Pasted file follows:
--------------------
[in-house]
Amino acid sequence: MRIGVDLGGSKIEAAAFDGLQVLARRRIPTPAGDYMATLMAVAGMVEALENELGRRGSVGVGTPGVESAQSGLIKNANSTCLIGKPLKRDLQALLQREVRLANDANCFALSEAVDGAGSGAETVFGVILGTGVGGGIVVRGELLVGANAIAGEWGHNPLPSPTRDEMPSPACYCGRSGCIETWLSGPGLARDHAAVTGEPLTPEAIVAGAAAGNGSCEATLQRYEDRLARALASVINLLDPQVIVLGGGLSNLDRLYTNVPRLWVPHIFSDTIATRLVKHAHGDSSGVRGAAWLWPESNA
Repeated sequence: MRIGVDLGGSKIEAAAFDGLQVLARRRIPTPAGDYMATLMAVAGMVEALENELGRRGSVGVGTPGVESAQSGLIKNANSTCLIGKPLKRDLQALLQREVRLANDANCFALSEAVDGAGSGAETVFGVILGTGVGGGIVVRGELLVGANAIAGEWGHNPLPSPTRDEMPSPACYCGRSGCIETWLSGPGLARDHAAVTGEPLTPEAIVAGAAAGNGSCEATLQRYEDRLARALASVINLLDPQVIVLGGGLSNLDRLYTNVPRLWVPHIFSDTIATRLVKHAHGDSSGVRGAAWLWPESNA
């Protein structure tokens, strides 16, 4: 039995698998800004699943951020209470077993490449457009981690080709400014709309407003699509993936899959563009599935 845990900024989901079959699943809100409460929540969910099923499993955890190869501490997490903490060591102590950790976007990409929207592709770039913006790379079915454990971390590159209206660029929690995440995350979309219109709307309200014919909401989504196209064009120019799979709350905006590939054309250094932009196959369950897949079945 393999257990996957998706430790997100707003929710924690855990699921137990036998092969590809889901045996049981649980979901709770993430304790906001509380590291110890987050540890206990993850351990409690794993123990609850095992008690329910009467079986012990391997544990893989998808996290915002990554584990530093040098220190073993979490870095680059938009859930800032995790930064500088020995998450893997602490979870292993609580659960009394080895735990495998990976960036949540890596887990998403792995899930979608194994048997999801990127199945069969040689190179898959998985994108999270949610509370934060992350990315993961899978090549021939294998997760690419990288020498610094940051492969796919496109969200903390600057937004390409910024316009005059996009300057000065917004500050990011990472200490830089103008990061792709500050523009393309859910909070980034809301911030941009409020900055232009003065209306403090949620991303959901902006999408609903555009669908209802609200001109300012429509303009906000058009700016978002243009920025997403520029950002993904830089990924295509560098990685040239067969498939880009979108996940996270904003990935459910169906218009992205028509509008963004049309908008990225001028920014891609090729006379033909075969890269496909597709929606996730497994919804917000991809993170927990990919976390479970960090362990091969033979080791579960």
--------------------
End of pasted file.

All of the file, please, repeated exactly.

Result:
[in-house]
Amino acid sequence: MRIGVDLGGSKIEAAAFDGLQVLARRRIPTPAGDYMATLMAVAGMVEALENELGRRGSVGVGTPGVESAQSGLIKNANSTCLIGKPLKRDLQALLQREVRLANDANCFALSEAVDGAGSGAETVFGVILGTGVGGGIVVRGELLVGANAIAGEWGHNPLPSPTRDEMPSPACYCGRSGCIETWLSGPGLARDHAAVTGEPLTPEAIVAGAAAGNGSCEATLQRYEDRLARALASVINLLDPQVIVLGGGLSNLDRLYTNVPRLWVPHIFSDTIATRLVKHAHGDSSGVRGAAWLWPESNA
Repeated sequence: MRIGVDLGGSKIEAAAFDGLQVLARRRIPTPAGDYMATLMAVAGMVEALENELGRRGSVGVGTPGVESAQSGLIKNANSTCLIGKPLKRDLQALLQREVRLANDANCFALSEAVDGAGSGAETVFGVILGTGVGGGIVVRGELLVGANAIAGEWGHNPLPSPTRDEMPSPACYCGRSGCIETWLSGPGLARDHAAVTGEPLTPEAIVAGAAAGNGSCEATLQRYEDRLARALASVINLLDPQVIVLGGGLSNLDRLYTNVPRLWVPHIFSDTIATRLVKHAHGDSSGVRGAAWLWPESNA
């Protein structure tokens, strides 16, 4: 039995698998800004699943951020209470077993490449457009981690080709400014709309407003699509993936899959563009599935 845990900024989901079959699943809100409460929540969910099923499993955890190869501490997490903490060591102590950790976007990409929207592709770039913006790379079915454990971390590159209206660029929690995440995350979309219109709307309200014919909401989504196209064009120019799979709350905006590939054309250094932009196959369950897949079945 393999257990996957998706430790997100707003929710924690855990699921137990036998092969590809889901045996049981649980979901709770993430304790906001509380590291110890987050540890206990993850351990409690794993123990609850095992008690329910009467079986012990391997544990893989998808996290915002990554584990530093040098220190073993979490870095680059938009859930800032995790930064500088020995998450893997602490979870292993609580659960009394080895735990495998990976960036949540890596887990998403792995899930979608194994048997999801990127199945069969040689190179898959998985994108999270949610509370934060992350990315993961899978090549021939294998997760690419990288020498610094940051492969796919496109969200903390600057937004390409910024316009005059996009300057000065917004500050990011990472200490830089103008990061792709500050523009393309859910909070980034809301911030941009409020900055232009003065209306403090949620991303959901902006999408609903555009669908209802609200001109300012429509303009906000058009700016978002243009920025997403520029950002993904830089990924295509560098990685040239067969498939880009979108996940996270904003990935459910169906218009992205028509509008963004049309908008990225001028920014891609090729006379033909075969890269496909597709929606996730497994919804917000991809993170927990990919976390479970960090362990091969033979080791579960």